For most children, turning 10 is an exciting moment. They are learning more about the world and expanding their horizons. But too many children — more than half of all 10 year olds in low- and middle-income countries — cannot read and understand a simple story. We are in the middle of a global learning crisis that stifles opportunities and aspirations of hundreds of millions of children. That is unacceptable.
In October, we released data to support a new learning target: by 2030, we want to cut, by at least half, the global level of learning poverty.
Learning to read is an especially critical skill: it opens a world of possibilities, and it is the foundation on which other essential learning is built — including numeracy and science. Wiping out learning poverty (defined as the percentage of children who cannot read and understand a simple story by age 10) is an urgent matter. It is key to eliminating poverty in general and boosting shared prosperity. It is key to helping children achieve their potential.
But over the last several years, progress in reducing learning poverty has been stagnant. Globally between 2000 and 2017, there has only been a 10% improvement in learning outcomes for primary school-aged children. If this pace continues, 43% of 10-year-olds will not be able to read in 2030.
The good news is, the children who will turn 10 in 2030 will be born next year. If we work urgently, there is an opportunity to reverse this trend.
The target we have set is ambitious but achievable — and should galvanise action toward achieving Sustainable Development Goal (SDG4) — ensuring quality education for all. It will require nearly tripling the rate of progress worldwide, which can be done if every country can match the performance of the countries that made the most progress between 2000 and 2015.
Several countries are showing that it is possible.
The India example
In India, the Right-to-Education Act has been successful in increasing coverage and access to school education but now there is an urgent need to shift the focus to quality. The decision of India to join the Programme for International Student Assessment and the merger of schemes under Samagra Shiksha are encouraging signs that India is moving in this direction.
In Kenya, the government’s national reading programme has more than tripled the percentage of grade two students reading at an appropriate level. This was accomplished through technology-enabled teacher coaching, teacher guides, and delivering one book per child.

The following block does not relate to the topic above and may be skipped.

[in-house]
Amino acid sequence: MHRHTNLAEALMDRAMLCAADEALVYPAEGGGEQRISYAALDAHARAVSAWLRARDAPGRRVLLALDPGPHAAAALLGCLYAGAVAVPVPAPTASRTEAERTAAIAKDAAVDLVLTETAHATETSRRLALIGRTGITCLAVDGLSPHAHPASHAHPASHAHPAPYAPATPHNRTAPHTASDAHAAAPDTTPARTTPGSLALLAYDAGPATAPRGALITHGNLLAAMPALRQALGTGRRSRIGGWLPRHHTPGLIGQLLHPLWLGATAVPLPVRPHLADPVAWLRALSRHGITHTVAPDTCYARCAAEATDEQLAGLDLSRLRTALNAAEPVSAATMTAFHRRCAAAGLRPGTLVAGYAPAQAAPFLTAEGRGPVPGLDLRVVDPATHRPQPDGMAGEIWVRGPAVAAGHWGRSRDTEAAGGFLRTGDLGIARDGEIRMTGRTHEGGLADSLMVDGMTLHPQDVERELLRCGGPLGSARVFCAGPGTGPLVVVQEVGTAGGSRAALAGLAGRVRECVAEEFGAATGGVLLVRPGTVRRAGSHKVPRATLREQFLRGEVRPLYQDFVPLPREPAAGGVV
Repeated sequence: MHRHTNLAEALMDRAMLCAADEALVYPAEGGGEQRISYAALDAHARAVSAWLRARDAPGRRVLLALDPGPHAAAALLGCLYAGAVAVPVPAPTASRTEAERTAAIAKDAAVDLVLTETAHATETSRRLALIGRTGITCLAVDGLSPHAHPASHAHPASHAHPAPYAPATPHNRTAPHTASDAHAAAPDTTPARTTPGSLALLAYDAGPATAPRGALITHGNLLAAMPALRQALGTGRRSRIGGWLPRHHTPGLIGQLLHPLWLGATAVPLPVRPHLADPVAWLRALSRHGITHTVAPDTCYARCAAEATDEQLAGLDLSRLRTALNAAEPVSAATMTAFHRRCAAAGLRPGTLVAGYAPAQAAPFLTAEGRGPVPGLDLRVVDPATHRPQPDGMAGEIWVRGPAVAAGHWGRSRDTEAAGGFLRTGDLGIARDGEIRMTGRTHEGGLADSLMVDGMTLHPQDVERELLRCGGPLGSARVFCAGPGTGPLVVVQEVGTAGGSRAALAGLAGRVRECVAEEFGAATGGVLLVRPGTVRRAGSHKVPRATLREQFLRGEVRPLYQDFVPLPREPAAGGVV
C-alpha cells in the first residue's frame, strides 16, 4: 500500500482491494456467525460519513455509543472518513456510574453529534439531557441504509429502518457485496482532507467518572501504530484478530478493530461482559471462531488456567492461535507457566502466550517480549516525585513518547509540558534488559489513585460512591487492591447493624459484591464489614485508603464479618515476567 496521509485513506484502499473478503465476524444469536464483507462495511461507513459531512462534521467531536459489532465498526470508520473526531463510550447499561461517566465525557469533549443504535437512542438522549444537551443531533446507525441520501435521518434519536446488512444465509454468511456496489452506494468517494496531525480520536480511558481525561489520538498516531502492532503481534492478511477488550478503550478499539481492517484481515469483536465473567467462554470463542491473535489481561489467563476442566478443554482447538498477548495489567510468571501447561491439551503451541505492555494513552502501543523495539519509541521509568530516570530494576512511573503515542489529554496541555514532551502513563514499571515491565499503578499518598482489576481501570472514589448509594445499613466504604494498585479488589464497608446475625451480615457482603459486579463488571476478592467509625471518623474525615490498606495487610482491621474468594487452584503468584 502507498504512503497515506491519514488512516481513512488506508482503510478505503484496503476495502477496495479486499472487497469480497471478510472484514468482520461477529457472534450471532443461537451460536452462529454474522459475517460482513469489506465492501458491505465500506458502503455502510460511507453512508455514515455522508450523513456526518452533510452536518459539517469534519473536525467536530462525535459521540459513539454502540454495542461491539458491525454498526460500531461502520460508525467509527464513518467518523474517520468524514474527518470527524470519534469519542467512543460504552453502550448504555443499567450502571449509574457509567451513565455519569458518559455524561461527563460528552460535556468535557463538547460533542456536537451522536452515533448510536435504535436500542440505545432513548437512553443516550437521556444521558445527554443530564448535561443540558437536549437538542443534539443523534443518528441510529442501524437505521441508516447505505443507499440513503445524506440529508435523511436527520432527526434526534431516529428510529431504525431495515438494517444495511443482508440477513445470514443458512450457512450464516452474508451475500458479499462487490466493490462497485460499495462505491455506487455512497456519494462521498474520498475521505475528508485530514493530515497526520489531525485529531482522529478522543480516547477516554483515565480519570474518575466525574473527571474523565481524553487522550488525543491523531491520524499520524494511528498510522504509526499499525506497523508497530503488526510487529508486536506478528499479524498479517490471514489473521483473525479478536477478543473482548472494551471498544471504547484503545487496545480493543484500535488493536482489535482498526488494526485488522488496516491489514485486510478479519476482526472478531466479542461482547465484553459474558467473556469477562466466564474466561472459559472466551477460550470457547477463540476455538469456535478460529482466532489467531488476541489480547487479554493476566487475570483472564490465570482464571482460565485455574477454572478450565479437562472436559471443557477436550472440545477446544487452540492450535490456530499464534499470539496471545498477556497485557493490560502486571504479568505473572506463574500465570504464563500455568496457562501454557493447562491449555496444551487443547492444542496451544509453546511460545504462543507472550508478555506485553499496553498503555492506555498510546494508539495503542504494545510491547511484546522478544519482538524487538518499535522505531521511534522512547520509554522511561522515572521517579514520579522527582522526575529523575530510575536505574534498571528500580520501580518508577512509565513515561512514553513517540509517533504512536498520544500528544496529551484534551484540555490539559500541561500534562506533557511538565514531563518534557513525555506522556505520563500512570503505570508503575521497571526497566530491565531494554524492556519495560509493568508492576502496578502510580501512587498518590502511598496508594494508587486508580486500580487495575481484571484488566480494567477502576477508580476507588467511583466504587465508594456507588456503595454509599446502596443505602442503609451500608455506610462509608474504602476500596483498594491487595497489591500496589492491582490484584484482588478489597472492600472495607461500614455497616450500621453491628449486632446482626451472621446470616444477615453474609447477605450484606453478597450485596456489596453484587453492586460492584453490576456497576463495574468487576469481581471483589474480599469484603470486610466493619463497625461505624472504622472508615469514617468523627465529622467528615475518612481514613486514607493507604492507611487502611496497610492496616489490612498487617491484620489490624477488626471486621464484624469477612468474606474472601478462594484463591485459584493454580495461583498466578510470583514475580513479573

In Vietnam, a lean, effective curriculum ensures that the basics are covered, there is deep learning of fundamental skills, and all children have reading materials. Learning outcomes of Vietnamese students in the bottom 40% of the income ladder are as high, or higher, than the average student in high-income countries.
The challenges of reducing learning poverty will differ between countries and regions. In some countries, access to school remains an enormous problem — 258 million young people were out of school globally, in 2018. In other countries, children are in classrooms but are not learning. By setting a global target, the World Bank can work with countries to define their own national learning targets. Cutting learning poverty in half by 2030 is only an intermediate goal. Our ambition is to work with governments and development partners to bring that number to zero.
As the largest financier of education in low-and middle-income countries, the World Bank will work with countries to promote reading proficiency in primary schools. Policies include providing detailed guidance and practical training for teachers, ensuring access to more and better age-appropriate texts, and teaching children in the language they use at home.
Creating the right classroom
The World Bank is also working with governments and development partners to improve entire education systems, so advancements in literacy can be sustained and scaled up. That means making sure children come to school prepared and motivated to learn; teachers are effective and valued and have access to technology; classrooms provide a well-equipped space for learning; schools are safe and inclusive; and education systems are well-managed.
An ambitious measurement and research agenda supports these efforts and includes measurement of both learning outcomes and their drivers, continued research and innovation, and the smart use of new technologies on how to build foundation skills.